More recently, the USDA responded to allegations of fraud in India, which had filled the void as a major exporter to the US after the USDA clamped down on Eastern Europe. It was one of the countries with an “equivalency agreement” with the USDA. That means the USDA, in essence, subcontracted the certification process to local authorities. Again, it took many years of documenting gross fraud, and India becoming one of the largest importers of organic feed and other food ingredients, before the USDA took action.
It became a game of whack a mole until the USDA finally recognized the problem and acted, eliminating the Indian government’s independent oversight of products certified under the USDA — after untold fraudulent organic commodities had already been consumed.
After years of the USDA betraying fundamental organic precepts, it’s disheartening to see many other public interest groups and certifiers join with the business interests in acting as industry cheerleaders rather than protecting the interests of the public. That’s what I refer to as the Organic Stockholm Syndrome.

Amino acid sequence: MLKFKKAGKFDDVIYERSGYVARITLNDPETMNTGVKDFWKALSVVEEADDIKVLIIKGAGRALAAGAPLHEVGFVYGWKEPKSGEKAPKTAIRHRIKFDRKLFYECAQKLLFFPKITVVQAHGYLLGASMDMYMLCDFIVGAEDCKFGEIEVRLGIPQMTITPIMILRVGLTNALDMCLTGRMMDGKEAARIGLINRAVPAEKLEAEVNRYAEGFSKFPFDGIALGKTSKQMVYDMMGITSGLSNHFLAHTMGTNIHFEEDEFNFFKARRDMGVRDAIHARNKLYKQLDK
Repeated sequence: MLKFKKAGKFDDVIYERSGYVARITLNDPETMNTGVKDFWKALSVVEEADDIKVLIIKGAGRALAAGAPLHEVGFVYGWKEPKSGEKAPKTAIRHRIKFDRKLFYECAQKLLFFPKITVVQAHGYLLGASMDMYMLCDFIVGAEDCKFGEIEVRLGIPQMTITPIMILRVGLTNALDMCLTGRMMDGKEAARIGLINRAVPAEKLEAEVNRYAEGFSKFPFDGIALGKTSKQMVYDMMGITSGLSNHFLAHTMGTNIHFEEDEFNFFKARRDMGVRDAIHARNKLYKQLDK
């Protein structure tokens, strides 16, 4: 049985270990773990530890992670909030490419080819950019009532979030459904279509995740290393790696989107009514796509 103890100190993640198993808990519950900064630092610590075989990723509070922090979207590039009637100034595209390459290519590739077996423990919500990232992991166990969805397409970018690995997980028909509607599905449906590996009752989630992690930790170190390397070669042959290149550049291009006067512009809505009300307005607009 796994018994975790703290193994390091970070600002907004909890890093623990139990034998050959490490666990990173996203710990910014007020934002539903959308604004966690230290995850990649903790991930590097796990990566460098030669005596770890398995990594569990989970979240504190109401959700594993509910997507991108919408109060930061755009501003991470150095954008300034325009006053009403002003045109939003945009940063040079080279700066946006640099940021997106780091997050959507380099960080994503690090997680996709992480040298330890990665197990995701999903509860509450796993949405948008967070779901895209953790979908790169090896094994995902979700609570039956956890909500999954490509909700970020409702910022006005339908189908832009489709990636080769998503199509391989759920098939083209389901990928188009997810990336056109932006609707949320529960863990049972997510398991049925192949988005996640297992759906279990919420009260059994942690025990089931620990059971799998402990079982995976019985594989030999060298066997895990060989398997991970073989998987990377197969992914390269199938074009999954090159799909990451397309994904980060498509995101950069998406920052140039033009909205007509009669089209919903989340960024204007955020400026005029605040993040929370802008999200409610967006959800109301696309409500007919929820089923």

As the organic industry has grown to over $60 billion annually, with lots of money flowing to nonprofits from agribusinesses and taxpayer funds doled out by the USDA, a more famous food muckraker than myself, Upton Sinclair, is still as relevant as ever with his declaration that, “It’s difficult to get a man to understand something, when his salary depends on his not understanding it.”
Mark Kastel is Executive Director of OrganicEye, a farm policy research group based in La Farge, Wisconsin. The organization is best known as the country’s most eminently qualified and aggressive organic industry watchdog.